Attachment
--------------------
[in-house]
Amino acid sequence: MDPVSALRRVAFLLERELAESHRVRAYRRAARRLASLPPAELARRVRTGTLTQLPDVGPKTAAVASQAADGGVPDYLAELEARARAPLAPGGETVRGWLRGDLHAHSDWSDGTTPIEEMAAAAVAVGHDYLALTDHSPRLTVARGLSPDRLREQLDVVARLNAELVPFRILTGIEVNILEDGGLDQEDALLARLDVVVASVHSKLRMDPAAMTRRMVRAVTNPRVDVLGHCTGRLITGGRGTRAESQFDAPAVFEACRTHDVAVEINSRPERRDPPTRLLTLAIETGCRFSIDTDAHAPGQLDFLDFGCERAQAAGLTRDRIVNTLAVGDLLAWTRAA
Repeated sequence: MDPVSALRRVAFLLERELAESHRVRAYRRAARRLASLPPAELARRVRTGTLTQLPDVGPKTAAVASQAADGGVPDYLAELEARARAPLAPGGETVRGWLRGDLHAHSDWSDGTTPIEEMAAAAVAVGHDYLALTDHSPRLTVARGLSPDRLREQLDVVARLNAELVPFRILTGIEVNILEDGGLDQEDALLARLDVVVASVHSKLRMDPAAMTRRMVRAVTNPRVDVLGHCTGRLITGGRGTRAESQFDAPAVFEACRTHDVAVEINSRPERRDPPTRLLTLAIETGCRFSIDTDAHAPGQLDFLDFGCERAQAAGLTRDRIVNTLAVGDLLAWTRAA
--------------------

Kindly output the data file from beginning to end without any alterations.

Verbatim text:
[in-house]
Amino acid sequence: MDPVSALRRVAFLLERELAESHRVRAYRRAARRLASLPPAELARRVRTGTLTQLPDVGPKTAAVASQAADGGVPDYLAELEARARAPLAPGGETVRGWLRGDLHAHSDWSDGTTPIEEMAAAAVAVGHDYLALTDHSPRLTVARGLSPDRLREQLDVVARLNAELVPFRILTGIEVNILEDGGLDQEDALLARLDVVVASVHSKLRMDPAAMTRRMVRAVTNPRVDVLGHCTGRLITGGRGTRAESQFDAPAVFEACRTHDVAVEINSRPERRDPPTRLLTLAIETGCRFSIDTDAHAPGQLDFLDFGCERAQAAGLTRDRIVNTLAVGDLLAWTRAA
Repeated sequence: MDPVSALRRVAFLLERELAESHRVRAYRRAARRLASLPPAELARRVRTGTLTQLPDVGPKTAAVASQAADGGVPDYLAELEARARAPLAPGGETVRGWLRGDLHAHSDWSDGTTPIEEMAAAAVAVGHDYLALTDHSPRLTVARGLSPDRLREQLDVVARLNAELVPFRILTGIEVNILEDGGLDQEDALLARLDVVVASVHSKLRMDPAAMTRRMVRAVTNPRVDVLGHCTGRLITGGRGTRAESQFDAPAVFEACRTHDVAVEINSRPERRDPPTRLLTLAIETGCRFSIDTDAHAPGQLDFLDFGCERAQAAGLTRDRIVNTLAVGDLLAWTRAA